For Kubo and the Two Strings, the team at LAIKA built the largest stop-motion puppet ever built, weighing 400 lbs. and standing at 16 feet from head to toe with a 23-foot wingspan. The lower half and upper half had to be filmed separately, with most shots capturing the upper body/torso.
Watch a breakdown of clips from the Hall of Bones sequence:
For some scenes, a one-sixth-scaled Skeleton was used; standing just over 2.5 feet tall, this is also among the largest stop-motion puppets ever made. It is an impressive feat, especially considering the fact that in the beginning it was going to be at a much more traditional scale.
The inspiration for the Skeleton was derived from the famous triptych woodblock print “Takiyasha the Witch and the Skeleton Spectre,” by Japanese artist Utagawa Kuniyoshi, in which he depicted the 10th-century princess Takiyasha summoning a skeleton spectre to frighten an adversary.
Building the skeleton
“Early on, in regards to the Hall of Bones skeleton, we were really trying to go ‘Harryhausen’ with it,” says vfx supervisor Steve Emerson. They initially were planning to build a smaller scale three foot puppet and then do scale comps in order to tell the story. “The problem was that it wasn’t just a puppet, it was also very much a set of characters being grabbed by this thing, they’re running across the surface of this thing,” says Emerson. “We also knew we were going to end up having to build components of the skeleton that were going to be full scale.”
The decision was made to only build a full scale puppet for key shots, meaning that they would only have to create bits and pieces of the skeleton at full scale. The problem was, as the team broke down the script, they realized that the portions they needed at full scale would pretty much combine to make up the full puppet. “At that point, everybody’s like, ‘Let’s do it,'” says Emerson. “There’s this overwhelming insanity and enthusiasm at the studio where everyone says ‘We’re going to build the largest stop motion puppet that’s ever existed, and it’s going to be awesome.'”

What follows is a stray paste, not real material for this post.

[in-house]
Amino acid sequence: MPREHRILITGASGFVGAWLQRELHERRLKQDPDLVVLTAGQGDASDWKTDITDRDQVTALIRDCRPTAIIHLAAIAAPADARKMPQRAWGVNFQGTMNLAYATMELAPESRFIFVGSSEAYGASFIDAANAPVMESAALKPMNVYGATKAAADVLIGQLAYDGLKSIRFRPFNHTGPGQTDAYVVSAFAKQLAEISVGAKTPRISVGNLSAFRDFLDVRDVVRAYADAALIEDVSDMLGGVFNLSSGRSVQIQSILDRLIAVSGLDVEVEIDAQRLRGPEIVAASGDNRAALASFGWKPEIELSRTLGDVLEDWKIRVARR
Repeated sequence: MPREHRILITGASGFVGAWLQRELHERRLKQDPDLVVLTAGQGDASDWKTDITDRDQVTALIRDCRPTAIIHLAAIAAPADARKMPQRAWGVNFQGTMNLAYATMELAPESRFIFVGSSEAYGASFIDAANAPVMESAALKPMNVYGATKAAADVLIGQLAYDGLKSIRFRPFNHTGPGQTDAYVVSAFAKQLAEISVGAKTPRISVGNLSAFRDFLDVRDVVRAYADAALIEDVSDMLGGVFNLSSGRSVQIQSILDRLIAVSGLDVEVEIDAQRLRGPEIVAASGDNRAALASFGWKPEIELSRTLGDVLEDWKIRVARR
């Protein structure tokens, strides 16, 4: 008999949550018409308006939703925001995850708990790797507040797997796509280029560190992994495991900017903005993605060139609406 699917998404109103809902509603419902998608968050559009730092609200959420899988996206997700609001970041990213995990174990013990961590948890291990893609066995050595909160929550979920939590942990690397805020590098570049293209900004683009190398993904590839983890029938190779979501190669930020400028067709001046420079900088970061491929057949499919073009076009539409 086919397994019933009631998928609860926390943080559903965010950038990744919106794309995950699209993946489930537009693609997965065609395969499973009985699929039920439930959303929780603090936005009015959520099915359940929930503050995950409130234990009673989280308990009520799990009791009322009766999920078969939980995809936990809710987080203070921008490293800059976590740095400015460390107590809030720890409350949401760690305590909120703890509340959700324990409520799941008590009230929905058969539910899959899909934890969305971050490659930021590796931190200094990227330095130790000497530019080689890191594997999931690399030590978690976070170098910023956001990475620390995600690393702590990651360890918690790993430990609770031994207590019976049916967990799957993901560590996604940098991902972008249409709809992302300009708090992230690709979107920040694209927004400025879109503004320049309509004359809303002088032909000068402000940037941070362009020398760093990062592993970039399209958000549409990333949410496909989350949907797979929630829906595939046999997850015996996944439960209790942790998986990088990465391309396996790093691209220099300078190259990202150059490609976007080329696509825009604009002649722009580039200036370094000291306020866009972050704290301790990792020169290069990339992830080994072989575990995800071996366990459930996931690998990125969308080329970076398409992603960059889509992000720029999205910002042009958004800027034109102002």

During the design process of the puppet, the preferred software of the various departments created a bit of a hitch in the workflow. The art department uses Z-brush and the rigging department uses Inventor. To go back and forth between the two departments (which is a natural part of the process), they actually need to run the files through an older version of Maya to translate from one app to another.
Once the design was done, the files were sent out to have the parts cut out in industrial cut high density foam. These foam pieces were painstakingly covered and painted to achieve the final look.
In order to animate the puppet on the X,Y, and Z axes, LAIKA’s Steve Switaj said that they first went in search of a “giant-ass robot” to move the skeleton. But it was the controllers on the robots that ended up being the primary reason they couldn’t use them: the controllers couldn’t interact with their pipeline. There were also other considerations, such as the requirement to install a concrete pad to anchor the robot…and that wasn’t going to happen on the stage.
The next solution explored was to use a Hexapod, which is a mid-sized motion-control table. It is a platform with three pairs of hydraulics that allow the platform to move in X,Y, and Z as well as pitch, roll, and yaw. This ended up being able to serve their purposes, so they built one over a span of 27 days.
The arms of the Giant Skeleton were incrementally driven via independent rigs, suspended from the ceiling and counter-weighted like an enormous marionette. Each of his hands weighed six pounds. The elbow locks of the Skeleton, made from automobile brake pads, had to be replaced three times over the course of the shoot.
Instead of the traditional ball joints for stop-motion puppets, the arms and head were secured with clusters of magnets to provide maximum range. 70 unique swords were made for the skull, and over 1,000 bones were used to make the armor for the torso.